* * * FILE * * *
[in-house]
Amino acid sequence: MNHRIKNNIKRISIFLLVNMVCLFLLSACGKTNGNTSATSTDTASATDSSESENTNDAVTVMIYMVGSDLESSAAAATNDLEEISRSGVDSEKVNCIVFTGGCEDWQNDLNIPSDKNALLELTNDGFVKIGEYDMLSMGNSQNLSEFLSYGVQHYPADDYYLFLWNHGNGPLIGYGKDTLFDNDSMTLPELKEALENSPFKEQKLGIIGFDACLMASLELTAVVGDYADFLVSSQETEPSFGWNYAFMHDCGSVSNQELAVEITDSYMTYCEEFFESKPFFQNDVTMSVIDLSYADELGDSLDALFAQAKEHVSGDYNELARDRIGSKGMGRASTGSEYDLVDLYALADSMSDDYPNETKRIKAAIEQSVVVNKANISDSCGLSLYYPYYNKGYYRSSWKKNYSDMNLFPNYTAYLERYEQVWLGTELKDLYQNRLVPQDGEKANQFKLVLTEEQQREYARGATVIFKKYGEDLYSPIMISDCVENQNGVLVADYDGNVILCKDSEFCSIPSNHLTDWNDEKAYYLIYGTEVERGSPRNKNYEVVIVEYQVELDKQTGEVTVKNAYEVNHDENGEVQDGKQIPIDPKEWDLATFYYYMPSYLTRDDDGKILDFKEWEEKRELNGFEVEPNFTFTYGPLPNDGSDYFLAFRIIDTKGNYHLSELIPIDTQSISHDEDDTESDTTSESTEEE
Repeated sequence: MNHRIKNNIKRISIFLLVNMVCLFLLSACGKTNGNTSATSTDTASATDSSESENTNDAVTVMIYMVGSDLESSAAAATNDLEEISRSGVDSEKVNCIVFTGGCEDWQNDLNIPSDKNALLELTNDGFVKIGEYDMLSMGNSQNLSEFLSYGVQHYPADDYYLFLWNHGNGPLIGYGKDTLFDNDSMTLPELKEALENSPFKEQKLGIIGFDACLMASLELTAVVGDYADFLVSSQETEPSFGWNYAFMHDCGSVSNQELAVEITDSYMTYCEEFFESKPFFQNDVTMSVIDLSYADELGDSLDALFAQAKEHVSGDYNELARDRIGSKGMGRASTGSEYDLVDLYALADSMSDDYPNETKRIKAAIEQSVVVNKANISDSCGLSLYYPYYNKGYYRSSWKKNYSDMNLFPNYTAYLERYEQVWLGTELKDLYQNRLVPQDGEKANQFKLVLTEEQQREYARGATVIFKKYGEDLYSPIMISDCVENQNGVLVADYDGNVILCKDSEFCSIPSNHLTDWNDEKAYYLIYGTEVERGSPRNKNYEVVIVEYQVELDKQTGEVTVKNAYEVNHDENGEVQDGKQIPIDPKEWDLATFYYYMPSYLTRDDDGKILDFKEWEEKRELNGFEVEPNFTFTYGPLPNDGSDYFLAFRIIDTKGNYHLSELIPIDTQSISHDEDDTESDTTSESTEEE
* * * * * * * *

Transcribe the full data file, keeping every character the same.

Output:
[in-house]
Amino acid sequence: MNHRIKNNIKRISIFLLVNMVCLFLLSACGKTNGNTSATSTDTASATDSSESENTNDAVTVMIYMVGSDLESSAAAATNDLEEISRSGVDSEKVNCIVFTGGCEDWQNDLNIPSDKNALLELTNDGFVKIGEYDMLSMGNSQNLSEFLSYGVQHYPADDYYLFLWNHGNGPLIGYGKDTLFDNDSMTLPELKEALENSPFKEQKLGIIGFDACLMASLELTAVVGDYADFLVSSQETEPSFGWNYAFMHDCGSVSNQELAVEITDSYMTYCEEFFESKPFFQNDVTMSVIDLSYADELGDSLDALFAQAKEHVSGDYNELARDRIGSKGMGRASTGSEYDLVDLYALADSMSDDYPNETKRIKAAIEQSVVVNKANISDSCGLSLYYPYYNKGYYRSSWKKNYSDMNLFPNYTAYLERYEQVWLGTELKDLYQNRLVPQDGEKANQFKLVLTEEQQREYARGATVIFKKYGEDLYSPIMISDCVENQNGVLVADYDGNVILCKDSEFCSIPSNHLTDWNDEKAYYLIYGTEVERGSPRNKNYEVVIVEYQVELDKQTGEVTVKNAYEVNHDENGEVQDGKQIPIDPKEWDLATFYYYMPSYLTRDDDGKILDFKEWEEKRELNGFEVEPNFTFTYGPLPNDGSDYFLAFRIIDTKGNYHLSELIPIDTQSISHDEDDTESDTTSESTEEE
Repeated sequence: MNHRIKNNIKRISIFLLVNMVCLFLLSACGKTNGNTSATSTDTASATDSSESENTNDAVTVMIYMVGSDLESSAAAATNDLEEISRSGVDSEKVNCIVFTGGCEDWQNDLNIPSDKNALLELTNDGFVKIGEYDMLSMGNSQNLSEFLSYGVQHYPADDYYLFLWNHGNGPLIGYGKDTLFDNDSMTLPELKEALENSPFKEQKLGIIGFDACLMASLELTAVVGDYADFLVSSQETEPSFGWNYAFMHDCGSVSNQELAVEITDSYMTYCEEFFESKPFFQNDVTMSVIDLSYADELGDSLDALFAQAKEHVSGDYNELARDRIGSKGMGRASTGSEYDLVDLYALADSMSDDYPNETKRIKAAIEQSVVVNKANISDSCGLSLYYPYYNKGYYRSSWKKNYSDMNLFPNYTAYLERYEQVWLGTELKDLYQNRLVPQDGEKANQFKLVLTEEQQREYARGATVIFKKYGEDLYSPIMISDCVENQNGVLVADYDGNVILCKDSEFCSIPSNHLTDWNDEKAYYLIYGTEVERGSPRNKNYEVVIVEYQVELDKQTGEVTVKNAYEVNHDENGEVQDGKQIPIDPKEWDLATFYYYMPSYLTRDDDGKILDFKEWEEKRELNGFEVEPNFTFTYGPLPNDGSDYFLAFRIIDTKGNYHLSELIPIDTQSISHDEDDTESDTTSESTEEE